The serious problem of Tel Afar. Tel Afar has been in this situation since 2005. In 2006, the U.S. Army launched an offensive against  Tel Afar to clear it of Al-Qaeda. Tel Afar, you know, is divided between Turkmen Sunni and Turkmen Shia. After the U.S. operation to clear Tel Afar, Sunnis fled the city. But, I mean, let me go back to 2003. Since 2003 to 2006, the city was completely cleared of Turkmen Shia, many were killed by the Sunni branch of the Turkmen.

But from 2006 to 2014, the city under the Shia control and the Sunnis were deported. When ISIS came, the Shia were deported or many of them were killed, their children were kidnapped and it became a Sunni city. When ISIS was defeated in Tel Afar, the city is now completely under Shia control.

I mean, it seems that there is no solution for this city.”


Shiite Tribesmen mach in their fight against ISIS outside Baghdad (AFP/FILE)



It sounds a lot like ISIS, everybody was focused on the violence of ISIS, but forget that it’s followed larger patterns of sectarianism that’s already been there is Iraq.

“Yeah. This is an example of how critical the problems are in Iraq, especially in Mosul. You also have in Nineveh, there is a conflict Shabak. Shabak are a minority ethnicity, they are mixed Kurds and some Iranian-roots, they call themselves Shabak. They are also backed by the PMU. You see, always the hands of the PMU. And they have conflct with the Christians ther. Back to Mosul, the town.

We have now, this kind of silent conflict the people of the city and the tribal people, or the people who come from southern Mosul, the rural areas. It’s kind of a conflict over the control of the city, who is going to control the city, who has the power. I mean, I’m talking here about 43 militias.


So now after ISIS, there’s a power vacuum of who runs Mosul.

“Yeah. This is not less important than the rebuilding. You see, if you go and build the city again, okay this is a critical need now. But if you build it again without resolving the real problems, or the roots of the problems. Don’t build the city, keep it like this.”


What do you mean?

“I mean, why are we rebuilding the city without resolving the real problems? For what? For another Caliph? For another Caliph who comes to enslave the people? Now we will have a Shia Caliph if we keep it like this. I mean, the city is divided between hundreds of parties, groups ruling the city.

There is no power by the government in the city. I mean, it’s divided between PMU, the Sunni militias, the Shia militias, between the Kurds, the Turkmen, different wings--the Turkish wing, the Sunni wing, the Iranian wing. This is the situation in the city. Now they [are] in the Kuwait conference talking about investments, talking about funds to rebuild the city.

How could we convince a company to come to the city in such a situation?”


It sounds like there’s no chance to rebuild Mosul without first repairing the people and their divisions within Mosul.



Image result for rebuilding Mosul afp

A mosque in Mosul lays in ruins (AFP/FILE)


Do you think the international coalition could do more than just bomb ISIS out? You mentioned sending peacekeeping troops. But do you think peace keeping troops can help rebuild the social fabric?

“Of course. The most important thing about having international protection in the city is that the people will feel safe again. The people will not feel like their city was taken by ISIS and handed over to another version of ISIS, which is the PMU. So they will feel like there is an international will to rebuild the city, both the infrastructure and the social structure.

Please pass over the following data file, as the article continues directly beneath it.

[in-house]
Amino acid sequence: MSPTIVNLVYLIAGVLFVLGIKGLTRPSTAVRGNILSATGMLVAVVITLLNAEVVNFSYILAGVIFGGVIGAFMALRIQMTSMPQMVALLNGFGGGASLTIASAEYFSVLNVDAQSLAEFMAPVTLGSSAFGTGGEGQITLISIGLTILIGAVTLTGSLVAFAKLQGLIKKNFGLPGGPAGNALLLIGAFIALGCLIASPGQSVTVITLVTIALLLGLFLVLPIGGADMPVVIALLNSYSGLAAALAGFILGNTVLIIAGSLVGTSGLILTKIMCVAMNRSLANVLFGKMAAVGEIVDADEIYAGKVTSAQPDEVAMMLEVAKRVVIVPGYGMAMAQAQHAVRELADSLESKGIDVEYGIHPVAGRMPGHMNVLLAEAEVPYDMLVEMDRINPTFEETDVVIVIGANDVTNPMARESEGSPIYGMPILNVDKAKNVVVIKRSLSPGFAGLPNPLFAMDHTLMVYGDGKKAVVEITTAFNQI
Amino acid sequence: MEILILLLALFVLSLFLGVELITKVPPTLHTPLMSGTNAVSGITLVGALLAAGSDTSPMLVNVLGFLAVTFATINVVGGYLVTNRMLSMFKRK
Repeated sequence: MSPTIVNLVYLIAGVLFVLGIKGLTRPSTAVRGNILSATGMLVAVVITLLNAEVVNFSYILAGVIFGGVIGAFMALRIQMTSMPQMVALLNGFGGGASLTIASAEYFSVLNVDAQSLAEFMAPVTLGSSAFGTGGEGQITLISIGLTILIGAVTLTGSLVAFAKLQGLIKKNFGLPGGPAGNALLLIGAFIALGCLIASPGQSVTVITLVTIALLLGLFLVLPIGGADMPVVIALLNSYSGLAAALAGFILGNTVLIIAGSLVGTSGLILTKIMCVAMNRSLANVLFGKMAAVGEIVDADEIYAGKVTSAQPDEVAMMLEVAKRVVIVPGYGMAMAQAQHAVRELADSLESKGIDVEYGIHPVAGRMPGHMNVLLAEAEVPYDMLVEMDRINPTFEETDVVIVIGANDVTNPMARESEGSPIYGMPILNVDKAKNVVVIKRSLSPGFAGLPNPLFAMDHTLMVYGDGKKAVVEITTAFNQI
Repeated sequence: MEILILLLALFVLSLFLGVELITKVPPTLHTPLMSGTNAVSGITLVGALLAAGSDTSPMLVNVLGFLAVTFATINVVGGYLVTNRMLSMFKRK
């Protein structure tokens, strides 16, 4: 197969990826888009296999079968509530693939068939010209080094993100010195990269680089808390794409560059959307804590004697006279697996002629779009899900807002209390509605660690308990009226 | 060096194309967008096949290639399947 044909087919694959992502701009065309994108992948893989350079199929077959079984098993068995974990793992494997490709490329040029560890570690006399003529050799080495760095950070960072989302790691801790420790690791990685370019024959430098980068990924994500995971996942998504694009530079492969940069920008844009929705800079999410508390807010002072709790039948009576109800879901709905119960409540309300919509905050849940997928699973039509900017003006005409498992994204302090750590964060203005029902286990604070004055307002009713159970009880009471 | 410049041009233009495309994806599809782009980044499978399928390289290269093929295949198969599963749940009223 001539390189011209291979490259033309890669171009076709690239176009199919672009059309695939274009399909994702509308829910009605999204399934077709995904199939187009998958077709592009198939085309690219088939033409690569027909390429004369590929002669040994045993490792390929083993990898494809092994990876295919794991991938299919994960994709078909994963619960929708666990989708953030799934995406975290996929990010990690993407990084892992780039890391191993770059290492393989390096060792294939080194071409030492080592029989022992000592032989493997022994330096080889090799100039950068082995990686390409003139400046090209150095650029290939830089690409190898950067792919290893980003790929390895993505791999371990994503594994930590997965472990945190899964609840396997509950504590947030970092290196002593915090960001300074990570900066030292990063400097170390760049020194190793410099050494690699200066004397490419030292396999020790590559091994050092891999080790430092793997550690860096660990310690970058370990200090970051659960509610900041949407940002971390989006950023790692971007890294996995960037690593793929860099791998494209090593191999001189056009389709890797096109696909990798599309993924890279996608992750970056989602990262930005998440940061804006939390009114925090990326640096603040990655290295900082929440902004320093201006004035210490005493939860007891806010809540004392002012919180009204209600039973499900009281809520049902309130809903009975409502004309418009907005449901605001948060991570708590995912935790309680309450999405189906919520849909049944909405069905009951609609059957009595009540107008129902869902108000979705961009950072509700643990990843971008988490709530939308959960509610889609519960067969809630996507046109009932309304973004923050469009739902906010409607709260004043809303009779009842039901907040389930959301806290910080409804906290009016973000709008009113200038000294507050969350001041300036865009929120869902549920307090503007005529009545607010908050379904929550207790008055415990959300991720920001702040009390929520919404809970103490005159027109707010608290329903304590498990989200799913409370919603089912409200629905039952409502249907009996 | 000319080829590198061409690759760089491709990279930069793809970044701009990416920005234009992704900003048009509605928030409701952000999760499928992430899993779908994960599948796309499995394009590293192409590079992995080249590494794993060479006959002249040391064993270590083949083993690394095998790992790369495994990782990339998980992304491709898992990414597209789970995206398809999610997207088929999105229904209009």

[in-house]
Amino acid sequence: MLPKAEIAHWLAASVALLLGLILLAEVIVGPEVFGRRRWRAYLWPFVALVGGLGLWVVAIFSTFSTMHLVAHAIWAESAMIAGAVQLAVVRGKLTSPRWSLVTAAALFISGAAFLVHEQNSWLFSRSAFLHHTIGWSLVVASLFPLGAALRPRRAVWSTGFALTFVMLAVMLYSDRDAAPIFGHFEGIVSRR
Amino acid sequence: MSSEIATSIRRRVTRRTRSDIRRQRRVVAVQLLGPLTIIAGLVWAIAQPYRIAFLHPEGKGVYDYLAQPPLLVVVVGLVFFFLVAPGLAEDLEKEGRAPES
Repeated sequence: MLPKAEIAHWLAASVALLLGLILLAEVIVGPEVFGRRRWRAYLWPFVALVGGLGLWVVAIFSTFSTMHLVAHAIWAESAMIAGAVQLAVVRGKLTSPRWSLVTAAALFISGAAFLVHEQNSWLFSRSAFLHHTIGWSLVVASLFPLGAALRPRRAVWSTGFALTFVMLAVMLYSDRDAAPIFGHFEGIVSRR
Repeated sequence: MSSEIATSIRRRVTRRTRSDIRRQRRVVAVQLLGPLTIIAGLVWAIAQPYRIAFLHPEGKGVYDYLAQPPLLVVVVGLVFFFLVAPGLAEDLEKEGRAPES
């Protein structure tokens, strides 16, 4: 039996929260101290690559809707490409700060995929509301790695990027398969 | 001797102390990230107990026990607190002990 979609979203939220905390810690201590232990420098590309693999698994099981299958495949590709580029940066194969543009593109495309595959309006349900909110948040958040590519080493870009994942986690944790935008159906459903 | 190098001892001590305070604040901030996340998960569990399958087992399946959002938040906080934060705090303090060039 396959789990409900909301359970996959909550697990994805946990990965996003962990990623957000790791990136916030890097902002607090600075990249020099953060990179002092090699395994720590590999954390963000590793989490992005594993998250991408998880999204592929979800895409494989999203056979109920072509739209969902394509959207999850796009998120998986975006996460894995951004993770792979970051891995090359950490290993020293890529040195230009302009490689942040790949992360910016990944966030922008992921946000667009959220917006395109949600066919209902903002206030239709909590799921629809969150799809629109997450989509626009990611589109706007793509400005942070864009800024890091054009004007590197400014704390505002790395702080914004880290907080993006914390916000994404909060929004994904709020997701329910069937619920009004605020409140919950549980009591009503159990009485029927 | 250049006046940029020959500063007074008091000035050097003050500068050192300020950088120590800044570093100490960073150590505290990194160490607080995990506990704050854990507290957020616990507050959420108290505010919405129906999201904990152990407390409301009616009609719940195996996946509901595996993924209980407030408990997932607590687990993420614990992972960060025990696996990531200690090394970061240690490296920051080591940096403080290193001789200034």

Also this will give a chance to the companies that will be protected and safe to work in the city. So it’s connected. The more you give us space for the rebuilding, reconstruction, the more you give space to the people to rebuild their society by themselves. They will feel they are able to go back to the city. That no one is going to target them.”


But it seemed people had really mixed feelings about the international coalition.

“I mean, before 2014, even I myself, I would never be able to talk about getting international protection because I’d be accused of supporting the [U.S.] occupation and these kinds of arguments. But now it’s different. I am in contact with people, who I would call the lights of the city. Even those who were extremely against the existence of the international troops in the city, now they are supporting and they are asking to get international protection.

The situation is different. Mosul is under Iranian, Turkish, Saudi influence. And these groups are preparing themselves for another conflict, and this is going to give ISIS a chance, a good opportunity to come back.”


Rebuilding Mosul: The daunting mission to bring the demolished city back from the dead

Mosul's Old City in ruins (AFP/FILE)


The people involved in the reconstruction process are emphasizing de-mining, the basics of reconstruction. Do you think that kind of thinking leaves something important out?

“To be honest with you, I’m not trying to be dark with you. I’m not trying to make the situation so dark. But to be honest, regarding the mines. Let me talk about the bodies. In the old city, the dead bodies underneath the rubble. The civil defense have been working there for about two months with really small tools. They don’t have enough equipment to work. Now they have stopped, because it’s enough. They say we have no more equipment to deal with such missions.

About 5,000 dead bodies have been extracted. And they also estimate that there at least 2,000 [still left buried]. The reports that are coming from the Old City, which is the most damaged part of Mosul. They are unable to extract the bodies, how could the clear the cities from the mines? We are not talking about a small land or two houses that were destroyed, so any company could come and build. We are talking about a huge city. We are talking about two million internally displaced persons (IDPs). They are living in the camps.

But the people coming back, they can’t find their daily needs. They have no more money to rebuild or reopen their shops. There are no schools. There are schools that are partially damaged. Children are studying in a destroyed school. Look at the United Nations Development Program (UNDP), they are spending a lot of money on the eastern part of the city, even though that area is less damaged… Why didn’t they spend more money getting the IDPs back to the city?

Politicians are using this now. They are saying, ‘look at your city, it is destroyed, the Shia government is doing nothing.’ And the hate is growing…People may feel that the government destroyed their city so they should rise against the government. This is the argument ISIS used in 2014. Why should we keep the same mistakes?”